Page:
Being a green business can do no end of good for your business’s image and reputation. Whether this is with your staff, customers, stakeholders, investors or in the media – creating and sticking to an environmental policy has the potential to show your business in a very positive light. If you think of all the largest companies in the world – Apple, Google, Walmart, etc. – they all have some form of commitment or other to sustainability: and they all make sure that everyone knows about it. While your business probably doesn’t have as much money to invest in eco-friendliness as those corporate giants, you can still reap the reputational benefits by making changes and commitments that are within your business’s means.
How do you write an environmental policy?
So, if you’re convinced that your business could benefit from having an environmental policy – or if you just want to seal your green commitments in writing – you should be thinking about creating an environmental policy for your business. If you’re not sure how to go about doing that, here are some steps that you can follow:
The first thing to do is to make sure that you can recognise and understand the environmental issues that affect your business. Make sure that you are aware of all the possible areas that could be targeted to reduce your business’s footprint. This could be anything from energy consumption, to recycling vs waste, to hazardous waste disposal. It all depends on the nature of your business and the industry you operate within.
Assess your environmental impact
Once you’re aware of the environmental issues relevant to your business, you can analyse your business’s impact where these issues are concerned. This assessment can give you a clear indicator of the primary areas that you need to target in order to boost your business’s green creds, as well as areas that are less of a priority.
Get help if you need it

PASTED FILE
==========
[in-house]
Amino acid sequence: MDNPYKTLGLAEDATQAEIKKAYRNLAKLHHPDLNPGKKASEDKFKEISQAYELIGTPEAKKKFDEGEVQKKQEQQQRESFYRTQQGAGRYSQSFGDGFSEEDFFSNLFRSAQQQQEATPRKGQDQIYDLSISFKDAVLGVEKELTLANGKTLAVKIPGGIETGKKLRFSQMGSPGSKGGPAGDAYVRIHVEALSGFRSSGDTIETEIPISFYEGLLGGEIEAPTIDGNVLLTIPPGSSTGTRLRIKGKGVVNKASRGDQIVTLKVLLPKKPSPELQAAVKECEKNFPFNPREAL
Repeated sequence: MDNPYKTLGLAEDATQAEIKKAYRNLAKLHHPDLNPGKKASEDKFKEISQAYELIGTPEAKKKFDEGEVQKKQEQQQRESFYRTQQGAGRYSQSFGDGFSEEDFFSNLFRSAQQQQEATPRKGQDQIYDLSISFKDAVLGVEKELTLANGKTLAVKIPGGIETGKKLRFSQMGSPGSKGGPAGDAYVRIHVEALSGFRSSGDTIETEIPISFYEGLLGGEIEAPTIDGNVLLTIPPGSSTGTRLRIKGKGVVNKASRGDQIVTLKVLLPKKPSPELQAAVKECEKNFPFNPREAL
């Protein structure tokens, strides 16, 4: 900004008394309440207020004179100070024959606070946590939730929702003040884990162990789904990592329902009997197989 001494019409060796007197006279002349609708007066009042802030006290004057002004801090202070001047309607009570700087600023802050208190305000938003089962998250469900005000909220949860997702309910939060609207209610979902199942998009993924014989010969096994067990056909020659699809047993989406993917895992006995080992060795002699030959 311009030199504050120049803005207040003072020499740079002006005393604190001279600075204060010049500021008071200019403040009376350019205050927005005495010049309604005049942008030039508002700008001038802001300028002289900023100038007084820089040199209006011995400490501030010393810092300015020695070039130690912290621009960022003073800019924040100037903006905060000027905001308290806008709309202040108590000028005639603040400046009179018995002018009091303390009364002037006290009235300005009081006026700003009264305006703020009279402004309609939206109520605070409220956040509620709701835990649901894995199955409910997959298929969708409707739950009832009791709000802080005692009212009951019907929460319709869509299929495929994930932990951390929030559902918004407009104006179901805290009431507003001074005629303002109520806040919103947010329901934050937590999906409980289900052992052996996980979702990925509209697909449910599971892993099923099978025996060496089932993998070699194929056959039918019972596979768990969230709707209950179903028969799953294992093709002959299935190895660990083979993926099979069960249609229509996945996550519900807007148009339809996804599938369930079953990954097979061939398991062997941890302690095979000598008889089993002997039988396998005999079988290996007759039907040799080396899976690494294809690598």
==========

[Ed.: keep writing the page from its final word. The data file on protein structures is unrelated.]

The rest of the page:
If you’re feeling out of your depth – especially in the assessment stage – remember that you don’t have to go it alone. There are a number of resources available to you that you can tap into to take the first steps of your green journey. For example, The Carbon Trust offers consultancy services, as well as financing options. You can also check with your local council, and keep an eye out for any incentives that the government may have. You could also hire an environmental consultant to help you properly assess your business’s eco flaws, determine how to address them, and ultimately take action.
Write your policy
Once you know which issues your business can tackle, and how it is that you can go about tackling them, you should be ready to put it into writing. You should assign a completion date for each thing that your business commits to doing, that way, you can measure progress and easily see if you are hitting targets.
The main thing to remember is to keep your environmental goals reasonable – you probably won’t be able to make drastic changes immediately, and setting goals that are unachievable will only end in failure and disappointment. There’s nothing wrong with starting small and making the most basic of changes before moving onto the bigger adjustments.
Just to get you started, here are a few ideas of actions that your business could consider taking:
- Minimise waste, maximise recycling
- Minimise energy consumption
- Products – what is their impact?
- Staff – what is their impact? (e.g. transportation to/from work)
- Improve resource efficiency
- Set up environmental management system
- Reduce impact of supply chain
- Pollution prevention and control
- Hazardous waste management and disposal (chemicals, oil, solvents, etc)
All you need to know is that any changes you make – no matter how small – are going to be beneficial to the environment, to your business’s reputation, and more likely than not, to your bottom line.